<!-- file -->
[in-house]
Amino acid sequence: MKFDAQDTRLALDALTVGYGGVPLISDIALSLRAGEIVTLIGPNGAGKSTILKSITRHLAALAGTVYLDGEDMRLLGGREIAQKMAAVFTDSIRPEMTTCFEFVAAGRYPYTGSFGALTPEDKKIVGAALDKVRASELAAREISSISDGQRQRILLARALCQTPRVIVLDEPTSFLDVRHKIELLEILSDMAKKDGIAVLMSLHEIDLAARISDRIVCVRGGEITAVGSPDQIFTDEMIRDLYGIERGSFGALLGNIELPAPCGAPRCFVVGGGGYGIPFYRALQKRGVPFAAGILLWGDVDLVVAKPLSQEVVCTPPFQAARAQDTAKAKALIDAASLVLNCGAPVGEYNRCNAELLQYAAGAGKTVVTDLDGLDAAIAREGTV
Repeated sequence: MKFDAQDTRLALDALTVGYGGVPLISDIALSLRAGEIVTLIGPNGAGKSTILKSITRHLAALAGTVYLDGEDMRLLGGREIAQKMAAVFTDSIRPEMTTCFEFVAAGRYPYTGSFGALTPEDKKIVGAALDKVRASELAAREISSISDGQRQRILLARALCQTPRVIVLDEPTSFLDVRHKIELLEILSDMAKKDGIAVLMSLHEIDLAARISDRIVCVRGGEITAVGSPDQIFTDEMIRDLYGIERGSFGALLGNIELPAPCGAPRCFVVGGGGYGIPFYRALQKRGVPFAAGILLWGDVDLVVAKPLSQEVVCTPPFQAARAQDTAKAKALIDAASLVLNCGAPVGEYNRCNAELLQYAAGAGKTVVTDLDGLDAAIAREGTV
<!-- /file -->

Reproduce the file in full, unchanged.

[in-house]
Amino acid sequence: MKFDAQDTRLALDALTVGYGGVPLISDIALSLRAGEIVTLIGPNGAGKSTILKSITRHLAALAGTVYLDGEDMRLLGGREIAQKMAAVFTDSIRPEMTTCFEFVAAGRYPYTGSFGALTPEDKKIVGAALDKVRASELAAREISSISDGQRQRILLARALCQTPRVIVLDEPTSFLDVRHKIELLEILSDMAKKDGIAVLMSLHEIDLAARISDRIVCVRGGEITAVGSPDQIFTDEMIRDLYGIERGSFGALLGNIELPAPCGAPRCFVVGGGGYGIPFYRALQKRGVPFAAGILLWGDVDLVVAKPLSQEVVCTPPFQAARAQDTAKAKALIDAASLVLNCGAPVGEYNRCNAELLQYAAGAGKTVVTDLDGLDAAIAREGTV
Repeated sequence: MKFDAQDTRLALDALTVGYGGVPLISDIALSLRAGEIVTLIGPNGAGKSTILKSITRHLAALAGTVYLDGEDMRLLGGREIAQKMAAVFTDSIRPEMTTCFEFVAAGRYPYTGSFGALTPEDKKIVGAALDKVRASELAAREISSISDGQRQRILLARALCQTPRVIVLDEPTSFLDVRHKIELLEILSDMAKKDGIAVLMSLHEIDLAARISDRIVCVRGGEITAVGSPDQIFTDEMIRDLYGIERGSFGALLGNIELPAPCGAPRCFVVGGGGYGIPFYRALQKRGVPFAAGILLWGDVDLVVAKPLSQEVVCTPPFQAARAQDTAKAKALIDAASLVLNCGAPVGEYNRCNAELLQYAAGAGKTVVTDLDGLDAAIAREGTV